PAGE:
I know this is kind of gross to talk about it, but it’s really important, because easy and consistent bowel movement is the reason behind all those lowered risks of diseases I listed earlier. If you read my post about eating meat, you might remember that colon is where all the toxins gather from our food. It’s the most toxic place in our body. Colon cancer is 4th most common type of cancer. The goal of our intestine (colon) is to move those toxins and waste through our body as fast as possible. Well, what do you think happens when you don’t eat enough fiber, all that “stuff” sits there for days and let’s juts say that’s not good. I wrote about it in detail in my post about how meat is killing us, so go read if you’re interested.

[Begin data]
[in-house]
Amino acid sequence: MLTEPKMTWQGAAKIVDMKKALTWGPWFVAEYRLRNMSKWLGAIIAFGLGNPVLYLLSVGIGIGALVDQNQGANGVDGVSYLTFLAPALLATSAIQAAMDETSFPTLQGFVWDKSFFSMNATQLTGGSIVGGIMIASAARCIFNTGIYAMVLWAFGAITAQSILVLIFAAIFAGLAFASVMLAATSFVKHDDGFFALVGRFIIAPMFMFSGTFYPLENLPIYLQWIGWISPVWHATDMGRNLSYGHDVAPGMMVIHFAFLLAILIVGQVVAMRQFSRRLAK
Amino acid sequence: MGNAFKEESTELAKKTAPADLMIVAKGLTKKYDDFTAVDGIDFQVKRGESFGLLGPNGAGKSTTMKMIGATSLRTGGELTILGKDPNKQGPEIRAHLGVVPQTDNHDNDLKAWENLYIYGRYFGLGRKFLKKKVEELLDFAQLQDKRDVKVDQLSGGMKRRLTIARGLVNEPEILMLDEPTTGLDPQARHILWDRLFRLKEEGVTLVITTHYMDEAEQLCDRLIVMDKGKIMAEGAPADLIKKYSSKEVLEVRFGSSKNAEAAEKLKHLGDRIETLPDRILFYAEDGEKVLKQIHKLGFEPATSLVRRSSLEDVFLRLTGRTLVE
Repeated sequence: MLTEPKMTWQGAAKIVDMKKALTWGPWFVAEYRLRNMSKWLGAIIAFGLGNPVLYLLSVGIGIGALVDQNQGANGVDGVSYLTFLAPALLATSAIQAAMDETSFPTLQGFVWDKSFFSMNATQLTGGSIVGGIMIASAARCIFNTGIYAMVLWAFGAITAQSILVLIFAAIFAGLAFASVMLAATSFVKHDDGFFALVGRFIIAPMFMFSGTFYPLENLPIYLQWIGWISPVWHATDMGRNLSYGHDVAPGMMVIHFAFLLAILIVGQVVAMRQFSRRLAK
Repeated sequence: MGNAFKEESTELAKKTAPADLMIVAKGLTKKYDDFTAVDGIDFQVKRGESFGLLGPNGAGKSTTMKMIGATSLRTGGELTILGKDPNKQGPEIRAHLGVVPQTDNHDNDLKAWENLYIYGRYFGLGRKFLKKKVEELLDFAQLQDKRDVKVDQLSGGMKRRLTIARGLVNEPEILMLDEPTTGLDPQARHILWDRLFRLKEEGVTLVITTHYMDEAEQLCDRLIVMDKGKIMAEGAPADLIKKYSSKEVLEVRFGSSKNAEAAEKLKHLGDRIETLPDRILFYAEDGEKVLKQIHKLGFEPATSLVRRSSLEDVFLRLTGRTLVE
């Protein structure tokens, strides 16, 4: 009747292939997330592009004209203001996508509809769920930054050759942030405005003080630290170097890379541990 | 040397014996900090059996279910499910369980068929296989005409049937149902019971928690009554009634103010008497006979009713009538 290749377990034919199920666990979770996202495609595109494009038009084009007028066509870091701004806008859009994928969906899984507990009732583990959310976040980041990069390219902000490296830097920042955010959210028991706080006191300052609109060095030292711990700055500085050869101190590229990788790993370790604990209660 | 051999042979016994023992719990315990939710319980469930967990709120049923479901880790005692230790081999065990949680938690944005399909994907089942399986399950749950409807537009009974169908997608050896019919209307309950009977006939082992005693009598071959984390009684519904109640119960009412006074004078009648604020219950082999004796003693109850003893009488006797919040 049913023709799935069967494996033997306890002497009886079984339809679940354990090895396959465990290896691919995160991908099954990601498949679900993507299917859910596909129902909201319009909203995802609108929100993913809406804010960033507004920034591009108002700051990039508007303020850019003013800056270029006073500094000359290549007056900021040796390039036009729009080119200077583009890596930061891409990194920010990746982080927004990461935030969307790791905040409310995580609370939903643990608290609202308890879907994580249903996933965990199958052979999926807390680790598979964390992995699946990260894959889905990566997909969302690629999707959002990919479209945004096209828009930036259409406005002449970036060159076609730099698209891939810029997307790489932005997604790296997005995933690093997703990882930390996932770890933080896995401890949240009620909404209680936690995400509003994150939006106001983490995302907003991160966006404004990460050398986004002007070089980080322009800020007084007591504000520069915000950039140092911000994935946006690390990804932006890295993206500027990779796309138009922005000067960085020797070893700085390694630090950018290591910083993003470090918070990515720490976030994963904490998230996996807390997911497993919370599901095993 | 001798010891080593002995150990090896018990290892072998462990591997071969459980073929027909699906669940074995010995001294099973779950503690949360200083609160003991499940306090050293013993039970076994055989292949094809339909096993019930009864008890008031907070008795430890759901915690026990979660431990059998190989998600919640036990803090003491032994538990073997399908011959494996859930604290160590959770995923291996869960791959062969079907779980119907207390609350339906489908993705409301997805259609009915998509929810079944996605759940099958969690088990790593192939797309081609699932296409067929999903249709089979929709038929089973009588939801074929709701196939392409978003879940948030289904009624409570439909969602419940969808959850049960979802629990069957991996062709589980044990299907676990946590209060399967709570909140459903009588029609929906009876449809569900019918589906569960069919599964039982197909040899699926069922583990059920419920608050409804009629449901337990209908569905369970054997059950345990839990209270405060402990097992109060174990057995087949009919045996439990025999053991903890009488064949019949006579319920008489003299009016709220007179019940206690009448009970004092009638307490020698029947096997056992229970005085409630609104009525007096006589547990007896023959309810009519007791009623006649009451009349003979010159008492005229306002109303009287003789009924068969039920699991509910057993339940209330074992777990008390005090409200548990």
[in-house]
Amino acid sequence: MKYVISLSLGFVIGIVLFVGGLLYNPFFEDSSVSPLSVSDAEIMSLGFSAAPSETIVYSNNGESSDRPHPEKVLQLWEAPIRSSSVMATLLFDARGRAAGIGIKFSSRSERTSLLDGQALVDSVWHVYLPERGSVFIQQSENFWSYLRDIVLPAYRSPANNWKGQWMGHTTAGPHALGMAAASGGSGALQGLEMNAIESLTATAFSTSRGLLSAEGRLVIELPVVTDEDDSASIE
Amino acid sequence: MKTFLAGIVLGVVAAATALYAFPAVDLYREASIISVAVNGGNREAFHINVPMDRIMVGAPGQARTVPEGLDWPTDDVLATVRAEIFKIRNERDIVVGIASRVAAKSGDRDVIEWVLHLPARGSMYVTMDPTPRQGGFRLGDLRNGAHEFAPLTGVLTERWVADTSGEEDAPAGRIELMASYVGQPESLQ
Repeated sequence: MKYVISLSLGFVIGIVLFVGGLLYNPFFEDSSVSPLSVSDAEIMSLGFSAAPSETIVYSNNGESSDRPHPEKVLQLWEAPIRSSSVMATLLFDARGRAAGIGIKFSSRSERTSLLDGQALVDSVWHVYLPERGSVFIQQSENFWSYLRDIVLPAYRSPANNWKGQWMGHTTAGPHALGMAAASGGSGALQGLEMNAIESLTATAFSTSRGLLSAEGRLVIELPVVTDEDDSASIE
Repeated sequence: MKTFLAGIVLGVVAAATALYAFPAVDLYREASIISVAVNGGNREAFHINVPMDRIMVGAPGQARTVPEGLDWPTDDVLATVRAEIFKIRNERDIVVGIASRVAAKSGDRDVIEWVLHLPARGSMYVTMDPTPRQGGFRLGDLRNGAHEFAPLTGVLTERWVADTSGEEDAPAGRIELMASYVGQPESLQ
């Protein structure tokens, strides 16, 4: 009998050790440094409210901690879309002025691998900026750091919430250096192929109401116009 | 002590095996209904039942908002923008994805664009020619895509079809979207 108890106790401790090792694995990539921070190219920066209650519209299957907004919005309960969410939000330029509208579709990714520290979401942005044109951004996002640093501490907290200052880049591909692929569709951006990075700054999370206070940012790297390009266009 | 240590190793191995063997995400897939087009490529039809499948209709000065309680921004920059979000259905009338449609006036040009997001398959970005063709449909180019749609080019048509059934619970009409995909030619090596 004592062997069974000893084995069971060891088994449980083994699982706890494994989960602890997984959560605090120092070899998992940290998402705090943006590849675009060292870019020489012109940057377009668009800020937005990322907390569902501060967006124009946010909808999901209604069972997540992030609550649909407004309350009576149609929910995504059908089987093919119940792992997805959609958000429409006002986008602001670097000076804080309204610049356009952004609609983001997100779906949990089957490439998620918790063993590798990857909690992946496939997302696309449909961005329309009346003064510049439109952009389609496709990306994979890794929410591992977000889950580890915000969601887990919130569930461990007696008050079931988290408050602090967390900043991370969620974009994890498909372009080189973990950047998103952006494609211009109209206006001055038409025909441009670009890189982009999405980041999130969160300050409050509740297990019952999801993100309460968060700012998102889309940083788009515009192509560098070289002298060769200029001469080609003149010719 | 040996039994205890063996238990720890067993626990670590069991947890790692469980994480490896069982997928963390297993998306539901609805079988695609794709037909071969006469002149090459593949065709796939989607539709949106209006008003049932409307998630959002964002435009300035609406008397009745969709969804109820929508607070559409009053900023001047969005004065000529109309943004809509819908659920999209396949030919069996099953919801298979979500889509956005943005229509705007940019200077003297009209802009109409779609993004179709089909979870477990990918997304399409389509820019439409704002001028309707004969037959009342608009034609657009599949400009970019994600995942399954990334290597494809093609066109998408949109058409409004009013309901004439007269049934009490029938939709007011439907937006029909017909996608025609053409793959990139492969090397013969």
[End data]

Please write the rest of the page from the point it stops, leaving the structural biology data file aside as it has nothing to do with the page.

So it’s in your best interest to be mostly eating foods high in fiber. Why would you EVER have a refined grain product if you can get a ton more nutrition, protein, fiber in the same amount of calories?

I was eating lunch today and thinking about writing this post, looking through my lose it, seeing how much fiber I’ve been eating over the weeks The number is always about 30 grams daily, which is excellent considering an average American get about half the recommended amount of 25 grams.
-“Hm, I thought, it’s not like I am consciously trying to eat more fiber!”
And then it dawned on me: the amount of daily fiber intake is THE BEST indication of how well a person is eating in general. Think about it, fiber is ONLY in fruits, vegetables and whole grains. You can’t get fiber in bad stuff, you can’t get fiber in meats or dairy. Which makes fiber the best measurement for how much of the healthy foods a person is getting. If they get more than 25 grams of fiber, they are most likely eating extremely healthy ( healthy doesn’t equal the right amount of calories, though).